September 25, 2017

THERE'S ONLY ONE STORY (profanity alert):

There and Back Again : What J.R.R. Tolkien's classic The Hobbit still has to offer, 80 years after its publication (VANN R. NEWKIRK II  SEP 22, 2017, The Atlantic)

Although the short and whimsical book is considered lightweight compared to The Lord of the Rings trilogy, it's still in many ways the best that literature has to offer. Tolkien is first a linguist, and it's not only his creation of elvish, dwarvish, and orcish languages out of whole cloth that impresses, but also the way he toys with English and illustrates the power of language itself to create. Ever a good author surrogate, Bilbo's true arms and armor aren't his trusty half-sword Sting or his mithril shirt, but--as Gollum would find out--his words and riddles. As Bilbo tells Smaug, the dragon:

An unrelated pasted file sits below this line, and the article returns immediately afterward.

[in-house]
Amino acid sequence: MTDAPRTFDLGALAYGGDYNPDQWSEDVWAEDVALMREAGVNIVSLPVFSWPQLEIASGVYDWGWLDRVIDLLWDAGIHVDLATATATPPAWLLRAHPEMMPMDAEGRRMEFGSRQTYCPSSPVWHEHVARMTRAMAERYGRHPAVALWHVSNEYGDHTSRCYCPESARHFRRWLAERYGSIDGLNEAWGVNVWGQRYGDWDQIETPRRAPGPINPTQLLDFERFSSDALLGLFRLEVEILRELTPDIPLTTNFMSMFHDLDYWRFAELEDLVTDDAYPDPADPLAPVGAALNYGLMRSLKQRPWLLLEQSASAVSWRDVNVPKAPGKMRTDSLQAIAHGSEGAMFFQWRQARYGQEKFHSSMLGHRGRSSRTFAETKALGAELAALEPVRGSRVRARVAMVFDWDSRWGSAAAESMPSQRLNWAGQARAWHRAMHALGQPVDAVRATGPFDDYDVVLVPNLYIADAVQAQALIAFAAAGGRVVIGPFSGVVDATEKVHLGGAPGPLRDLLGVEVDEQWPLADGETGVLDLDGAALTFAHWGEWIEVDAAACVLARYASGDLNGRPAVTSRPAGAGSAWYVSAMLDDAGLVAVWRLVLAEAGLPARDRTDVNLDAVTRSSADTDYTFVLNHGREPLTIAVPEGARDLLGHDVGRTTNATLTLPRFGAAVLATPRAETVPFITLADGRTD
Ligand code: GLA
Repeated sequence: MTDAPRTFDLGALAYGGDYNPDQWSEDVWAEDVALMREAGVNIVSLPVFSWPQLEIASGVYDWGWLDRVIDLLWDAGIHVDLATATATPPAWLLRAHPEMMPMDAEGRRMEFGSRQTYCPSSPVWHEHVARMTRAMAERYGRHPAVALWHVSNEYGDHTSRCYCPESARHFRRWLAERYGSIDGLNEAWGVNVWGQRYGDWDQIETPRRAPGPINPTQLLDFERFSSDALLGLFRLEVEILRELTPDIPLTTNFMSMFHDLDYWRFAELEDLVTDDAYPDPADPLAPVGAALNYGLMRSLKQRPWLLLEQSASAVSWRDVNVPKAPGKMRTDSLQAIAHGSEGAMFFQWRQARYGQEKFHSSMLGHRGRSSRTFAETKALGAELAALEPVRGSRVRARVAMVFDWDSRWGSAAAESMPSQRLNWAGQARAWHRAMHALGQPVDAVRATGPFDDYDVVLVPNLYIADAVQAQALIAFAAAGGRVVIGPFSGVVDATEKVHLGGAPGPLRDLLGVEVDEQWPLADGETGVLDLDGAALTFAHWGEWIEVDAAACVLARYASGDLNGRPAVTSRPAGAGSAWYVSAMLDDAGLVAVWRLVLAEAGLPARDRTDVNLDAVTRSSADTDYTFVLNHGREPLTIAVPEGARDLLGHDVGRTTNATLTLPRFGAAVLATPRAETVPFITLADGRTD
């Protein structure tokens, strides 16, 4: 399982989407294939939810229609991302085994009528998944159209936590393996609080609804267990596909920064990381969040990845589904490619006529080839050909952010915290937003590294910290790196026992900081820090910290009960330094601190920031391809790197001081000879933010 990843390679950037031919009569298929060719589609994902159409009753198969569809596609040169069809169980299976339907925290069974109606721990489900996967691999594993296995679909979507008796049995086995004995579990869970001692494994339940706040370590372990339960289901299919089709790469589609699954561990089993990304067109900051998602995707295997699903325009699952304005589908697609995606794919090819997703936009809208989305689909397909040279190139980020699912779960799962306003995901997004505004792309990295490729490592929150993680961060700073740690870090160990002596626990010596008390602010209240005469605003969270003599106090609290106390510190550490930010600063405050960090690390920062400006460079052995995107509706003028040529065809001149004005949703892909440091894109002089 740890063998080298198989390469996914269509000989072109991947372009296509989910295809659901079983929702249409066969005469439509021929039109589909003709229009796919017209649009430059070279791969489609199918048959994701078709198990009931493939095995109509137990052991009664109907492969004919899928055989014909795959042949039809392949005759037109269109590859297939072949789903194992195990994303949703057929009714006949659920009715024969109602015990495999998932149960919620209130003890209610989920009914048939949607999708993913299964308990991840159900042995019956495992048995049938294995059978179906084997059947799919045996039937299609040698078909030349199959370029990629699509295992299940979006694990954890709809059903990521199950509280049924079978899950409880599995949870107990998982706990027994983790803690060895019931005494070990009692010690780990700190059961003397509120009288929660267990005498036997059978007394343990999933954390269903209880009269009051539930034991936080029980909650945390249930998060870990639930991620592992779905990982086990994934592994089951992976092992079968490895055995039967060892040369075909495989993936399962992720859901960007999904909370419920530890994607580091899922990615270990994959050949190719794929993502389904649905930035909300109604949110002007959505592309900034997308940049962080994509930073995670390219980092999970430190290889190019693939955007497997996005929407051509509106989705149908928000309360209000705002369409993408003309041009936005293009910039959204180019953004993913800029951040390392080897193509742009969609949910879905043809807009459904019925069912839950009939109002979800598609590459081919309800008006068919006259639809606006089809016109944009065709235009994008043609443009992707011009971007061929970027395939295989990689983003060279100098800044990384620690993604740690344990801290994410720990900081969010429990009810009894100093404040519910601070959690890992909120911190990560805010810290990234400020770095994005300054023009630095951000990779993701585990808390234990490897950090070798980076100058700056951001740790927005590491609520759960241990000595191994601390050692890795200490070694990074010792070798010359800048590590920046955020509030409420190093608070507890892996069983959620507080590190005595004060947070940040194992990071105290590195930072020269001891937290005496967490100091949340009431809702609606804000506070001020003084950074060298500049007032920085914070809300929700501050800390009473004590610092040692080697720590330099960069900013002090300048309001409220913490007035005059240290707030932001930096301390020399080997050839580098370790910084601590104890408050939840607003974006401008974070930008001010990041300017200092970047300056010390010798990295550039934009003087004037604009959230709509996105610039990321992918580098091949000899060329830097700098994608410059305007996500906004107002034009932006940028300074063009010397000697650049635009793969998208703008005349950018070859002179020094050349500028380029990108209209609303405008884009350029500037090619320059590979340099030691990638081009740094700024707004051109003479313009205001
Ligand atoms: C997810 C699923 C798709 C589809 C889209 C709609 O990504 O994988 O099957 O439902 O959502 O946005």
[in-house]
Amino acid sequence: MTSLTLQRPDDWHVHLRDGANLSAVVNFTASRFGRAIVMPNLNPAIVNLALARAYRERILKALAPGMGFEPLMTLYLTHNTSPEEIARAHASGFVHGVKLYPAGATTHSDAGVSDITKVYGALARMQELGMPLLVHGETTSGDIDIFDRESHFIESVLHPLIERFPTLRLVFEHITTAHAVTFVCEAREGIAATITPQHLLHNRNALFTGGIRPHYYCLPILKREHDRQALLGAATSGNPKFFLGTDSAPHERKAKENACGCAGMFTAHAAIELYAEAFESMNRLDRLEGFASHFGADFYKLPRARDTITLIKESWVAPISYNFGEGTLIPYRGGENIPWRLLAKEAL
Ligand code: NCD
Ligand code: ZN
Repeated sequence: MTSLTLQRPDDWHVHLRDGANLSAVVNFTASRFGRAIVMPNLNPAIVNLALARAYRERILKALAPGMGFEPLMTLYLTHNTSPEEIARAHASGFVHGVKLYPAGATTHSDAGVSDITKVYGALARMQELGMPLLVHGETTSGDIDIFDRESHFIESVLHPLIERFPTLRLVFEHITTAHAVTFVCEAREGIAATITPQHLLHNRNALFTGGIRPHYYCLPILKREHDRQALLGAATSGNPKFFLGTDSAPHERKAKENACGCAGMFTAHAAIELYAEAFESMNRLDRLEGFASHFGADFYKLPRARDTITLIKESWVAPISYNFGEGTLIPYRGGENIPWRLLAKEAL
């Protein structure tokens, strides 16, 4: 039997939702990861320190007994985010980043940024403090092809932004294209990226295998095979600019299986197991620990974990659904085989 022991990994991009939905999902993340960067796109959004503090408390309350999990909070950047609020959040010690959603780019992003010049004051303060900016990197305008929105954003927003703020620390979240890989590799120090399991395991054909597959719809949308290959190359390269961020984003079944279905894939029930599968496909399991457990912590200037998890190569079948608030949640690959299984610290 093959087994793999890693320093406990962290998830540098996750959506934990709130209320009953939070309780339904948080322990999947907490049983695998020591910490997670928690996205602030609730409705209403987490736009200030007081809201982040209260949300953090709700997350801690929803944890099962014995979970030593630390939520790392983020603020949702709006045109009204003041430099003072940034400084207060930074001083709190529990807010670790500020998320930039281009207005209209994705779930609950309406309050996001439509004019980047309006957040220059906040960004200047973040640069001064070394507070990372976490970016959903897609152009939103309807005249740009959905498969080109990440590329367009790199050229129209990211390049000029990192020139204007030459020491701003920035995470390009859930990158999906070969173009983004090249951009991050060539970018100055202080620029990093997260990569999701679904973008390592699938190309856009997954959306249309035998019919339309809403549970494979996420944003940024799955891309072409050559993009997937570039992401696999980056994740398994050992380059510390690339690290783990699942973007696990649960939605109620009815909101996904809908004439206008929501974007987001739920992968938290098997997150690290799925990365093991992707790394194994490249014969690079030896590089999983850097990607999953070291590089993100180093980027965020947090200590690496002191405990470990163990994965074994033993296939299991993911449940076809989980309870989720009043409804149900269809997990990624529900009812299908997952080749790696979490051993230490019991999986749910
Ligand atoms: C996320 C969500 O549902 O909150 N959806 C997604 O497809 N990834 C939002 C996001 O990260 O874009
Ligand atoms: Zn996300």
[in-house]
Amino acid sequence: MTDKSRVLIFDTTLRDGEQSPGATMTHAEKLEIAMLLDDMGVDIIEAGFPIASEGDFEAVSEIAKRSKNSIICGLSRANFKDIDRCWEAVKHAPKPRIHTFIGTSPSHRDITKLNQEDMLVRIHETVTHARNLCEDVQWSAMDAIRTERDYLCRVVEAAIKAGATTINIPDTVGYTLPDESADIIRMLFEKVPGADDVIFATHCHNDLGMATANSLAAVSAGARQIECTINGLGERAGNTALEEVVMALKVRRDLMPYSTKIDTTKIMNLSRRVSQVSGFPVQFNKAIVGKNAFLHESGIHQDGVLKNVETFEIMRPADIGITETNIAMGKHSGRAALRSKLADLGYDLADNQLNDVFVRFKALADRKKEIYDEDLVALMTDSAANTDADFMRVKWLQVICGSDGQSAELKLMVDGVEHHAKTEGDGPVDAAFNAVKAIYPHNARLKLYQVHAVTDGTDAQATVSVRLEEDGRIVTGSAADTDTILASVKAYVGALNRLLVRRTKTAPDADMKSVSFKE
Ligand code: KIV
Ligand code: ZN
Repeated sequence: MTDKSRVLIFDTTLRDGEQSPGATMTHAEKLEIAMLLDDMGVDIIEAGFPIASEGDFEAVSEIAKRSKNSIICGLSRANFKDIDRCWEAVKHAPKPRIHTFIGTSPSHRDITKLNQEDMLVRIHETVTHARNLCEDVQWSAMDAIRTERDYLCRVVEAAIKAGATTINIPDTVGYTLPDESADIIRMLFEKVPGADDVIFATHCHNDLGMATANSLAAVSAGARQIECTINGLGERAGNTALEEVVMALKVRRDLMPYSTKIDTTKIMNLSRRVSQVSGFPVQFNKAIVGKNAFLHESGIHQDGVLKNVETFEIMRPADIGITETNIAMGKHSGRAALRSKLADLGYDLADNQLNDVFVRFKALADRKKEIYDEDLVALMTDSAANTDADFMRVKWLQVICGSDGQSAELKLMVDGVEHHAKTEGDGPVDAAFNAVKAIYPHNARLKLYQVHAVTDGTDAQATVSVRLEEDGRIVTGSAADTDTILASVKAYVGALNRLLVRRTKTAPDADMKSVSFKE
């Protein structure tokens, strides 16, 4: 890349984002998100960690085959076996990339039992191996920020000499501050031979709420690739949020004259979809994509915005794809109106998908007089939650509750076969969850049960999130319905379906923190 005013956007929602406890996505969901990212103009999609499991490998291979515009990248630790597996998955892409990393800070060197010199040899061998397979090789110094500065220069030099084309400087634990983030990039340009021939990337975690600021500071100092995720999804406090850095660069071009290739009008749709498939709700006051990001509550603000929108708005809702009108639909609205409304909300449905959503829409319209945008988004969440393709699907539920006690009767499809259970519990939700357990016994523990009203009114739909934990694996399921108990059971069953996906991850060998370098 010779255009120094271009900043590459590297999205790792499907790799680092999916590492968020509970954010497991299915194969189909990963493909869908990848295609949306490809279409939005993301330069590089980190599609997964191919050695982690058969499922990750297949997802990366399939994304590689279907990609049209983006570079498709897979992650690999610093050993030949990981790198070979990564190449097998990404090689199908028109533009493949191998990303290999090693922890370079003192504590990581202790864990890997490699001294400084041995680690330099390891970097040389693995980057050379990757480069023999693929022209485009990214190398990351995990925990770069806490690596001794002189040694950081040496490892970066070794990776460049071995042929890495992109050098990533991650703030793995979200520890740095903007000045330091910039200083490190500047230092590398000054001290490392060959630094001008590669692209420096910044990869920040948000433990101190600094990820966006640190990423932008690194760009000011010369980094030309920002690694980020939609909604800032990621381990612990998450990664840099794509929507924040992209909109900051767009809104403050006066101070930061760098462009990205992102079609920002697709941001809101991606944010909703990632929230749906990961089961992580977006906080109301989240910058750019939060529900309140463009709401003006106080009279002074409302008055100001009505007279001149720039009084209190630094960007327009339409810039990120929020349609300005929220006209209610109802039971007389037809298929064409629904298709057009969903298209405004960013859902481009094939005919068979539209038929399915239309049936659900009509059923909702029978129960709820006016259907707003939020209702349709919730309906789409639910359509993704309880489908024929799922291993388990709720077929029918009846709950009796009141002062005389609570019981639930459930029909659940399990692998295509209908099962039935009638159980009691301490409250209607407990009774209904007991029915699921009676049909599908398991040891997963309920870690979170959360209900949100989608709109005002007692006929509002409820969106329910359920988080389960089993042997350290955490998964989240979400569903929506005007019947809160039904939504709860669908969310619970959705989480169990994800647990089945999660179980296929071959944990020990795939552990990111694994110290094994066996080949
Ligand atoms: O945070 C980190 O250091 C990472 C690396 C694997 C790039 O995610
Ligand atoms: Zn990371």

I come from under the hill, and under the hills and over the hills my paths led. And through the air. I am he that walks unseen. ... I am the clue-finder, the web-cutter, the stinging fly. I was chosen for the lucky number. ... I am he that buries his friends alive and drowns them and draws them alive again from the water.

Bilbo's warrior-poetry is big and boastful enough to go toe-to-toe with Muhammad Ali.

The hobbit's journey from the comforts of the Shire through the mysterious dwarven ruins in the bowels of mountains and to the lair of a treasure-hoarding dragon double as a Bildungsroman, not only for the protagonist but for Tolkien as well. In the climax of the book, when the hero despairs at the greed and collapse of diplomacy that leads to the pointless Battle of Five Armies, so is revealed Tolkien's hatred of war. 

Posted by at September 25, 2017 6:49 AM

  

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